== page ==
How to prepare for (and survive) a European metal festival
This my guide on how to prepare (and hopefully survive) a European metal festival. I’ve been to many different festivals in Europe, and these are some best practices. A disclaimer is that it’s obviously based on doing it the way I prefer to do it: I want to camp (never a hotel), and I want it to be simple, cheap and practical. I revel in most of the madness that goes on, and I don’t care much for clothing or my overall appearance at a festival.
Many metal festivals are held on the countryside. How easy it is to get there can vary greatly, and if you don’t have a car it can get expensive and challenging. It’s worth making the extra effort trying to piece together flights, trains, buses and shuttles, because in the end you could save a lot money and hassle. Think of these things before actually booking the festival ticket, because they will be a part of your overall experience. Better to deal with problems on your home turf, and then having a fully enjoyable festival.
Coming to a festival without important stuff and not being able to buy it anywhere is a crappy feeling. Check out the possibilities to buy the food, drinks and accessories you like previous to going there. Some festivals have it all in the camp, while others require you to waste precious chilltime running around for it. I’ve not been a happy the times I’ve been standing in a store line in town instead of sitting in the camp enjoying my festival.
Check weather reports, and still pack different types of clothes
European festivals range from beach-parties in Slovenia, to shivering in mosquito-ridden Swedish forests. To make it even worse, the weather certainly manages to change during the course of most festivals. Do pack light, but be ready for most things, because it’s likely they will happen. I came to Brutal Assault 2016 in Czech Republic, expecting to be in my swimming trunks again for the whole festival, only to find it was wind, rain and 15 celsius the entire time.
Pack light and smart
Before I learned to festival properly, I’ve gone to muddy festivals in the German countryside with heavy travel bags more fitting for two weeks in Greece. Don’t ever do this! Get a backpack that goes well on your back where you can fit everything, so you have maximum mobility at all times.
Find some new pals before the festival
Even if you’re going in a group, it’s fun to find new friends previous to getting there. One way is doing it online, on places like official forums and Last.fm, and another is running into people while going there. People on their way to a festival are usually super friendly to others doing the same thing.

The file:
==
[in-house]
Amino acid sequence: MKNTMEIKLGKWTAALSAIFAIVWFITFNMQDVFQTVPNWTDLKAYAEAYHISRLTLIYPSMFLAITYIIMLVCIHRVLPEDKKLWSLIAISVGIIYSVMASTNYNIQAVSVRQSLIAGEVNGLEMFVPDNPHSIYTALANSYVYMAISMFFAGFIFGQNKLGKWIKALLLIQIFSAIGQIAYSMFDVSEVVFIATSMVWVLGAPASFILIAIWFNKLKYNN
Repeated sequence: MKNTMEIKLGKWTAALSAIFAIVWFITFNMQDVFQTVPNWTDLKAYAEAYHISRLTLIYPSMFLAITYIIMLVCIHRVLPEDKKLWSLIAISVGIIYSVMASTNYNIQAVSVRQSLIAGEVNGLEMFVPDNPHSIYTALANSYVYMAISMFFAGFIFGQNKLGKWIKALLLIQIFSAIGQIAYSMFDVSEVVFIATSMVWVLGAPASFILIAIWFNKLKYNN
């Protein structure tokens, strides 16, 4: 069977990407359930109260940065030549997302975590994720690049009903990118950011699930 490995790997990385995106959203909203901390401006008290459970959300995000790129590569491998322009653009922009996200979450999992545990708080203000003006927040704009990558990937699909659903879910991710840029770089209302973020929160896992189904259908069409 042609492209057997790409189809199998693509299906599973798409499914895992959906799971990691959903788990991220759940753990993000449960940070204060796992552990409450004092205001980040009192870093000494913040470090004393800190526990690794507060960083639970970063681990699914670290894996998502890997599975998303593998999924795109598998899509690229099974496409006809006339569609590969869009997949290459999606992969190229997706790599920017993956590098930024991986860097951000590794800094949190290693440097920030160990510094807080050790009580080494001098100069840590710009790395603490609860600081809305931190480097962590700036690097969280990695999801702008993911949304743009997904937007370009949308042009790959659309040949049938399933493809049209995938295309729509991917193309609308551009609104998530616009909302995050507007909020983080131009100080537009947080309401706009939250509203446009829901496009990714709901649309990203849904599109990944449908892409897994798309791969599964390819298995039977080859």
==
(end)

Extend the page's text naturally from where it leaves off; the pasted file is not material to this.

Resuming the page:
Find a strategic campsite
Finding the best possible campsite is key to your open air festival experience, and it can often be a stressful endeavour since good places disappear fast. Firstly, it’s great to find a campsite that has shelter from sun and rain. Secondly, finding a site with friendly neighbours is important for the social part of the festival. Thirdly, don’t be too close to spots where drunk people walk or do their dirty business.
Check out unknown bands in the line-up
Prior to going to the festival, make sure to check out unknown bands on the bill with the right type of genre tags. It’s fun to have an “aha”-experience at a festival gig, but it’s even better to find a great band that you binge before going to the gig.
Don’t necissarily see every band on your massive list
A bit contradictory to what I just said, but don’t see every band on your bucketlist. Of course you shouldn’t miss out on the best bands, but sometimes the camp is just too much fun to go watch a “maybe”-marked band. Seeing bands all day and all night is also a sure way to get exhausted. Unless you’re a metal journalist on a mission, a festival is a vacation.
The festival will get loud and crazy
The people at a festival, especially in the camping, will likely go loud and crazy until the early hours. I only find these aspects of a festival fun, but for someone who’s not used to it, it could be a problem. Don’t expect to get quality sleep unless you get a hotel room.
Side activities in the area
Some festivals are held in interesting parts of Europe where you might never go again. If there are sights close by, why not go there during a day and then return to the festival? It could also be good to get a small break from the festival intensity, to catch your breath a bit and prepare for a new batch of loud gigs. Two great examples: the old Dinkelsbühl town next to Summer Breeze Open Air and the National Park next to Metaldays.